Sauerkraut doesn’t just have a unique, tart, tangy flavor; it also provides a number of health benefits. One big benefit is that sauerkraut contains good bacteria (probiotics) to help balance your gut microbiome and increase the number of good bacteria compared to opportunistic bacteria throughout your digestive system. This is especially helpful if you’ve taken antibiotics or been under a lot of stress.
The bacteria in your intestines affects your mood, metabolism, energy levels, hormone production, immune system, and more. When these microorganisms are out of balance, you’ll likely feel the effects in more ways than one. Eating sauerkraut supplies live advantageous bacteria to your gut. But there are lots of other benefits of eating sauerkraut on the keto diet.
What Is Sauerkraut?
Sauerkraut is a fermented cabbage believed to have originated in China over 2,000 years ago, although the word sauerkraut is German, and this side dish is especially popular in Germany. Some researchers believe sauerkraut has been part of the European diet since the 4th century BC. It’s a favored food on the paleo diet because of its long history.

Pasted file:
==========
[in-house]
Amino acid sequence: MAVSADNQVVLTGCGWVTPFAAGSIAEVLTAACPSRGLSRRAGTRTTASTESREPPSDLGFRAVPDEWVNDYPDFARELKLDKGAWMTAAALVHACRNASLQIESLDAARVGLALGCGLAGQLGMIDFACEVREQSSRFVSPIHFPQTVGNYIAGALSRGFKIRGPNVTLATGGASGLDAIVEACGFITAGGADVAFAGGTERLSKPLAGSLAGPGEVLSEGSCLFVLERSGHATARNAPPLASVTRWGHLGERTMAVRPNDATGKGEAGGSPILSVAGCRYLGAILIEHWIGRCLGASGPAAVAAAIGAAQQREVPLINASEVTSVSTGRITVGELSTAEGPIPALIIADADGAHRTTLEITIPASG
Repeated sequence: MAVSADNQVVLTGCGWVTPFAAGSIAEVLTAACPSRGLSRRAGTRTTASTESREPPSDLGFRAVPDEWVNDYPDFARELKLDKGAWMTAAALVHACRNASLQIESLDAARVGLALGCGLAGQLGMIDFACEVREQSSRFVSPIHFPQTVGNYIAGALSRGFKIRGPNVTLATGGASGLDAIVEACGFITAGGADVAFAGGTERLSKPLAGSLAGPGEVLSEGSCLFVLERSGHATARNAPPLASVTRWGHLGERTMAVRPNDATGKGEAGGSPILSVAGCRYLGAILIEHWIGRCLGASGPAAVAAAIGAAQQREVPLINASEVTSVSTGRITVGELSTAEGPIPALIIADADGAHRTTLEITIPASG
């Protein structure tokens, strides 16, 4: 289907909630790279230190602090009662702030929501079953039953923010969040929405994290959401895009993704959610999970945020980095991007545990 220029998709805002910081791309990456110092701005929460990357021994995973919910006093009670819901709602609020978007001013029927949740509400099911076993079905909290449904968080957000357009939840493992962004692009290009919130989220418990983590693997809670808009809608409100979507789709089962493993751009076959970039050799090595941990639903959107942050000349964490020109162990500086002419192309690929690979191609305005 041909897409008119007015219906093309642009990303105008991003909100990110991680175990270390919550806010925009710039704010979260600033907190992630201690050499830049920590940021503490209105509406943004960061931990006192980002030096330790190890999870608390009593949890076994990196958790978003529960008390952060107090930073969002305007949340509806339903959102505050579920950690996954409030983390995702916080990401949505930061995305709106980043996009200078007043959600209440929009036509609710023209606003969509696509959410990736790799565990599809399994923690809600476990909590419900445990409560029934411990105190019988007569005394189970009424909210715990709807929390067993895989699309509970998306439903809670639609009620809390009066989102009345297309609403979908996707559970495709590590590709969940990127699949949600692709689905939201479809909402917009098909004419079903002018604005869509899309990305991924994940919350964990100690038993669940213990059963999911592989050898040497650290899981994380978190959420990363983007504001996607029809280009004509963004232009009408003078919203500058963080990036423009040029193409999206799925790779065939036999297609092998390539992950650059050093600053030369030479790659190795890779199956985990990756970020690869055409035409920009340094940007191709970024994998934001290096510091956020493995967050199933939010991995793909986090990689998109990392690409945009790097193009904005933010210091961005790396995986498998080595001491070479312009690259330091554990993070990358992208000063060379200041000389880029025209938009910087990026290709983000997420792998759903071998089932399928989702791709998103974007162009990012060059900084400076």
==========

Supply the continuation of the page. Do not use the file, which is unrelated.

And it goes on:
Because sauerkraut is just fermented cabbage, it’s low in carbs, like many other cruciferous vegetables, and suitable for your ketogenic diet. One cup of sauerkraut only has around 2 grams of net carbs. 
What sets sauerkraut apart from regular cabbage is the fermentation process. Before freezers and refrigerators, humans often used fermentation to preserve their foods. Fermentation is a preservation method that naturally changes the chemical structure of food to make it more resistant to spoilage and rich in probiotics (beneficial bacteria).
During fermentation, bacteria and yeast convert carbs, such as starch and sugar, into alcohol or acids, which are natural preservatives that also give fermented foods their tart flavor. Sauerkraut involves a type of fermentation called lactic acid fermentation, where lactic acid is produced that prevents harmful yeast and bacteria from growing and increases the bioavailability of nutrients.